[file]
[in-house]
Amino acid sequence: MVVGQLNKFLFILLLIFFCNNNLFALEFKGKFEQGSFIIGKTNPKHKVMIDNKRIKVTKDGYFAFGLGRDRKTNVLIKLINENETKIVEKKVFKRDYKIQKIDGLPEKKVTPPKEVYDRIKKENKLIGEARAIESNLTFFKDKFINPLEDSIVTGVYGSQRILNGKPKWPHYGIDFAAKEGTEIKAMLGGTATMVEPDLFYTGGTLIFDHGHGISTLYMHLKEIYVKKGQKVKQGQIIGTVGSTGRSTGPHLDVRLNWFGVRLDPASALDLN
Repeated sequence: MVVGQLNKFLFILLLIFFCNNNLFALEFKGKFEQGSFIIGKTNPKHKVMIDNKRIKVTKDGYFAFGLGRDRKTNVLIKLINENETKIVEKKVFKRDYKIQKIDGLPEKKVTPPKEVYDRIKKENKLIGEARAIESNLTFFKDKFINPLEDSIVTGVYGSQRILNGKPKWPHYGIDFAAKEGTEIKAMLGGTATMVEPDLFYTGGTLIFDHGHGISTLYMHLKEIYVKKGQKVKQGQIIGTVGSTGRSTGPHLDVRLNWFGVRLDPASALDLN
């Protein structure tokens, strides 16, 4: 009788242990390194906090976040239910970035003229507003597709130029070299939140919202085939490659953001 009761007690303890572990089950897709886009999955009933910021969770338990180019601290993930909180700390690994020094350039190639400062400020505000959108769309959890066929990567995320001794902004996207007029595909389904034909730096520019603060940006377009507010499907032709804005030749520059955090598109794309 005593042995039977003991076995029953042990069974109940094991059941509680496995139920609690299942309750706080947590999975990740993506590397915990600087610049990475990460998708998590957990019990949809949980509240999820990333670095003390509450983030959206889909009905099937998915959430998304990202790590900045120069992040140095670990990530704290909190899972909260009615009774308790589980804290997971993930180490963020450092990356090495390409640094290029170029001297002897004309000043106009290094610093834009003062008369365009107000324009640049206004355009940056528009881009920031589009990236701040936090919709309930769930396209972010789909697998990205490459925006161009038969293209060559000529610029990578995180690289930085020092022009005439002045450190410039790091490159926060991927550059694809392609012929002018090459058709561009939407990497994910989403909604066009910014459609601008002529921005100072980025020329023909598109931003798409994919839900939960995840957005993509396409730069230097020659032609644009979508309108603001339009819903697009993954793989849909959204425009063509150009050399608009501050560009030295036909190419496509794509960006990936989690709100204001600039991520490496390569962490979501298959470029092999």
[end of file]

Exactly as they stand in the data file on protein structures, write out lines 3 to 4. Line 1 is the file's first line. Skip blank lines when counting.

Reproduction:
Repeated sequence: MVVGQLNKFLFILLLIFFCNNNLFALEFKGKFEQGSFIIGKTNPKHKVMIDNKRIKVTKDGYFAFGLGRDRKTNVLIKLINENETKIVEKKVFKRDYKIQKIDGLPEKKVTPPKEVYDRIKKENKLIGEARAIESNLTFFKDKFINPLEDSIVTGVYGSQRILNGKPKWPHYGIDFAAKEGTEIKAMLGGTATMVEPDLFYTGGTLIFDHGHGISTLYMHLKEIYVKKGQKVKQGQIIGTVGSTGRSTGPHLDVRLNWFGVRLDPASALDLN
């Protein structure tokens, strides 16, 4: 009788242990390194906090976040239910970035003229507003597709130029070299939140919202085939490659953001 009761007690303890572990089950897709886009999955009933910021969770338990180019601290993930909180700390690994020094350039190639400062400020505000959108769309959890066929990567995320001794902004996207007029595909389904034909730096520019603060940006377009507010499907032709804005030749520059955090598109794309 005593042995039977003991076995029953042990069974109940094991059941509680496995139920609690299942309750706080947590999975990740993506590397915990600087610049990475990460998708998590957990019990949809949980509240999820990333670095003390509450983030959206889909009905099937998915959430998304990202790590900045120069992040140095670990990530704290909190899972909260009615009774308790589980804290997971993930180490963020450092990356090495390409640094290029170029001297002897004309000043106009290094610093834009003062008369365009107000324009640049206004355009940056528009881009920031589009990236701040936090919709309930769930396209972010789909697998990205490459925006161009038969293209060559000529610029990578995180690289930085020092022009005439002045450190410039790091490159926060991927550059694809392609012929002018090459058709561009939407990497994910989403909604066009910014459609601008002529921005100072980025020329023909598109931003798409994919839900939960995840957005993509396409730069230097020659032609644009979508309108603001339009819903697009993954793989849909959204425009063509150009050399608009501050560009030295036909190419496509794509960006990936989690709100204001600039991520490496390569962490979501298959470029092999």